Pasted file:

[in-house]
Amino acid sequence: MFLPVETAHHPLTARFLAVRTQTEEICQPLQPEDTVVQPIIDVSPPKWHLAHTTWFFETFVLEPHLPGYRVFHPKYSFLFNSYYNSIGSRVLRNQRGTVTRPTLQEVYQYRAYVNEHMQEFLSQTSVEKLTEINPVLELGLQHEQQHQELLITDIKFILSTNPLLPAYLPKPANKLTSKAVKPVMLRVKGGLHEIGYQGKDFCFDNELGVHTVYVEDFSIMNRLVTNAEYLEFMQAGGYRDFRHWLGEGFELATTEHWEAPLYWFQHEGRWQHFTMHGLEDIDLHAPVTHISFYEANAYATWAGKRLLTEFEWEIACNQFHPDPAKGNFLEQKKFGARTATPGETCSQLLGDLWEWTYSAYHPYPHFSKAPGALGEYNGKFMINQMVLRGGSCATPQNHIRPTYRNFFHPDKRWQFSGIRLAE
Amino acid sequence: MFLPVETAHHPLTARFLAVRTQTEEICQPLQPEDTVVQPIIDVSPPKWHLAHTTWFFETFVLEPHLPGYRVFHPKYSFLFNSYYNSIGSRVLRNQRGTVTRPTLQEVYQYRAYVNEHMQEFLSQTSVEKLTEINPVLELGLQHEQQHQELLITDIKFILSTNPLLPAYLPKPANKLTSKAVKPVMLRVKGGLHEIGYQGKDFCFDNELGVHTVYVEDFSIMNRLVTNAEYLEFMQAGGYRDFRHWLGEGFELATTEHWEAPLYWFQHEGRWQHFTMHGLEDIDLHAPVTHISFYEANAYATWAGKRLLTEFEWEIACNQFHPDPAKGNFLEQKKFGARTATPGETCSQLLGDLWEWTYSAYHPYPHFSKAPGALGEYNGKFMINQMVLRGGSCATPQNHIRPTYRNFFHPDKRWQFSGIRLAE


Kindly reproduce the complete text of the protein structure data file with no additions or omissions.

[in-house]
Amino acid sequence: MFLPVETAHHPLTARFLAVRTQTEEICQPLQPEDTVVQPIIDVSPPKWHLAHTTWFFETFVLEPHLPGYRVFHPKYSFLFNSYYNSIGSRVLRNQRGTVTRPTLQEVYQYRAYVNEHMQEFLSQTSVEKLTEINPVLELGLQHEQQHQELLITDIKFILSTNPLLPAYLPKPANKLTSKAVKPVMLRVKGGLHEIGYQGKDFCFDNELGVHTVYVEDFSIMNRLVTNAEYLEFMQAGGYRDFRHWLGEGFELATTEHWEAPLYWFQHEGRWQHFTMHGLEDIDLHAPVTHISFYEANAYATWAGKRLLTEFEWEIACNQFHPDPAKGNFLEQKKFGARTATPGETCSQLLGDLWEWTYSAYHPYPHFSKAPGALGEYNGKFMINQMVLRGGSCATPQNHIRPTYRNFFHPDKRWQFSGIRLAE
Amino acid sequence: MFLPVETAHHPLTARFLAVRTQTEEICQPLQPEDTVVQPIIDVSPPKWHLAHTTWFFETFVLEPHLPGYRVFHPKYSFLFNSYYNSIGSRVLRNQRGTVTRPTLQEVYQYRAYVNEHMQEFLSQTSVEKLTEINPVLELGLQHEQQHQELLITDIKFILSTNPLLPAYLPKPANKLTSKAVKPVMLRVKGGLHEIGYQGKDFCFDNELGVHTVYVEDFSIMNRLVTNAEYLEFMQAGGYRDFRHWLGEGFELATTEHWEAPLYWFQHEGRWQHFTMHGLEDIDLHAPVTHISFYEANAYATWAGKRLLTEFEWEIACNQFHPDPAKGNFLEQKKFGARTATPGETCSQLLGDLWEWTYSAYHPYPHFSKAPGALGEYNGKFMINQMVLRGGSCATPQNHIRPTYRNFFHPDKRWQFSGIRLAE